Leaders of Tomorrow

Canada of the Future
Canada’s leaders of tomorrow shared their perspectives on youth engagement.


On the Devon Island Glacier
by Inuk writer and C3 youth ambassador Aviaq Johnston (Iqaluit, Nunavut)

I walk along the path of a glacier
A receding ice cap
It reminds me of my grandmother.

The way she shrank
Before I saw her last.
I walk upon the glacier, upon her remaining limbs,
And even though she is incomprehensibly powerful

And beautiful,
My grandmother once was, too.
Upon her I see the tears flow over her skin.
Each step causes her to let out a croak of breath.
She sounds like my grandma.
Each second, she is closer to another piece

breaking from her body.
Another finger, another organ, another bone.
I remember my father telling me that

My grandma only had one lung.
And it was nice to see her,
My grandmother, today.


What Becomes of a River that Meets the Ocean?
by newcomer student and C3 youth ambassador Dardia Garcelle Joseph, (Terrebonne, Que)

What becomes of a river that meets an ocean?
In this infinite space that gives way to our senses.
In this void that we cannot describe.
In this vastness too great to be ransacked
by our eyes.
Unless each of these bodies of water loses a part
of itself to become a part of another?
Does the ocean remember the names of all the
waves it holds?
Or does it ultimately forget the echoes of the
rivers that have been ignited from within?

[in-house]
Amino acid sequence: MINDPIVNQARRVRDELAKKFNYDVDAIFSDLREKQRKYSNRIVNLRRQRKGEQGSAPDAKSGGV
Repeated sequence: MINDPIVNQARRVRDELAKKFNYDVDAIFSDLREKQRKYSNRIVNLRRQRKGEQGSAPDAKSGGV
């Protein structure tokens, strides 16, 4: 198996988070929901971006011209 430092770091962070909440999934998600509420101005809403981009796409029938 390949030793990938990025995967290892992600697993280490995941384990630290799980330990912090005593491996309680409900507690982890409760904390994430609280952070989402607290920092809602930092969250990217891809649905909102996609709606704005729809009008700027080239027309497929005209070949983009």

Moreover, will the “I” always and unrelentingly
fade into the “we”?
If so, who shall mark its demise?
Because once the “we” becomes the gaping mouth
of a lover
Once it looks for a place to call home
I wonder, will any kerosene remain to ignite the indentations of our veins?
Once our rivers meet the ocean
Between the “I” and the “we” there are a thousand ways to go astray
A thousand ways to find ourselves again
Find ourselves
The blues that grip our hearts
In all these phrases that form in our minds
In this condensation of words that make our internal thermometers rise
In the sudden exhales
The liveliness of our voices
That unfurl
But also, to lose oneself
In the incomplete puzzles of unsolvable crosswords,
In the gaps of knitted stitches
In the impossible choices, the compromises
That cleanse
Our souls
And make of our hearts
Stones to throw in pastures
At the callousness of roads
To go astray
In the cracks of age
In the words taken from the silence of words unsaid
A flaw in the whiff of what was and what no longer is
Between the “I” and the “we”
Between the river and the ocean
We take comfort
In the lull of bodies that have stopped striving
Perhaps, in the end, we don’t care what becomes of the river when it meets the ocean
It just becomes.
And perhaps that, in itself is sufficient
And perhaps between the “I” and the “we”
There is no universal response. Only solitudes that have been tamed
Water that is neither salt nor fresh,
In which life has its rights and its intricacies of mysteries that transform
Let us live in the present tense
Let us cultivate the culture of being, and not of having
And when we, the rivers, meet an ocean
Even if there remains not a single drop of kerosene to ignite the indentation of our veins
I have faith
We shall not send our tongues to die in the deserts of blind obedience
We shall be
Fires of Bengal, ripping through the darkness.